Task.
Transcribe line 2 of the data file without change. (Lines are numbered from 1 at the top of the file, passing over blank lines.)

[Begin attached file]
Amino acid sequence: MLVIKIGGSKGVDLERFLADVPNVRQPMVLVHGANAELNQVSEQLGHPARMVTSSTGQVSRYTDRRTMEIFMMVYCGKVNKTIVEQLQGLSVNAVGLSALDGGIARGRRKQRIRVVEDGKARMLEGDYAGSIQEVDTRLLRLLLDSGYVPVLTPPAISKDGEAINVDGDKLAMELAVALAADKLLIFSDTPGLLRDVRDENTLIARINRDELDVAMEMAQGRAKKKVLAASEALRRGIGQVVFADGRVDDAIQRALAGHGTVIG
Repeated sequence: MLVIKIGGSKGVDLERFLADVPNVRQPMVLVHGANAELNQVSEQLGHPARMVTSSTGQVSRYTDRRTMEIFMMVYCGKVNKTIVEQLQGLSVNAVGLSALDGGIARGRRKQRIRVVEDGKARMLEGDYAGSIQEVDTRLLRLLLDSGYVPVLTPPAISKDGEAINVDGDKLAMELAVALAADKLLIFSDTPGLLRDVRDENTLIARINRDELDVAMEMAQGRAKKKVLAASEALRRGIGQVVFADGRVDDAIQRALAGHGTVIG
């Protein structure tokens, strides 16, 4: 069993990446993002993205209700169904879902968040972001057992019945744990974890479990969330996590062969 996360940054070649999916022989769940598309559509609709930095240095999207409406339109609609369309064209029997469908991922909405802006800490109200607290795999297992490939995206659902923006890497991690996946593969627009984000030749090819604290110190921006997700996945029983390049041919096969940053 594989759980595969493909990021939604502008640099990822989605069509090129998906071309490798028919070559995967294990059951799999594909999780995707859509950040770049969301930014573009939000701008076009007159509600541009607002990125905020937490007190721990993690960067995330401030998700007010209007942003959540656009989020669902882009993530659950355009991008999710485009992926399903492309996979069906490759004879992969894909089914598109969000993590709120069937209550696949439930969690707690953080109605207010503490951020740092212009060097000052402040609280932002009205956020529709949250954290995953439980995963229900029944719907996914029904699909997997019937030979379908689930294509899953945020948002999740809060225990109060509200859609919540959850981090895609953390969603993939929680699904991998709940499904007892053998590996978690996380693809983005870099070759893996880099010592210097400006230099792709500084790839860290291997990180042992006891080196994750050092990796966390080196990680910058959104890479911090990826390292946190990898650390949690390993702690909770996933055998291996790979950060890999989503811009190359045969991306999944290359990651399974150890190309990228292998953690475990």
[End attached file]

Repeated sequence: MLVIKIGGSKGVDLERFLADVPNVRQPMVLVHGANAELNQVSEQLGHPARMVTSSTGQVSRYTDRRTMEIFMMVYCGKVNKTIVEQLQGLSVNAVGLSALDGGIARGRRKQRIRVVEDGKARMLEGDYAGSIQEVDTRLLRLLLDSGYVPVLTPPAISKDGEAINVDGDKLAMELAVALAADKLLIFSDTPGLLRDVRDENTLIARINRDELDVAMEMAQGRAKKKVLAASEALRRGIGQVVFADGRVDDAIQRALAGHGTVIG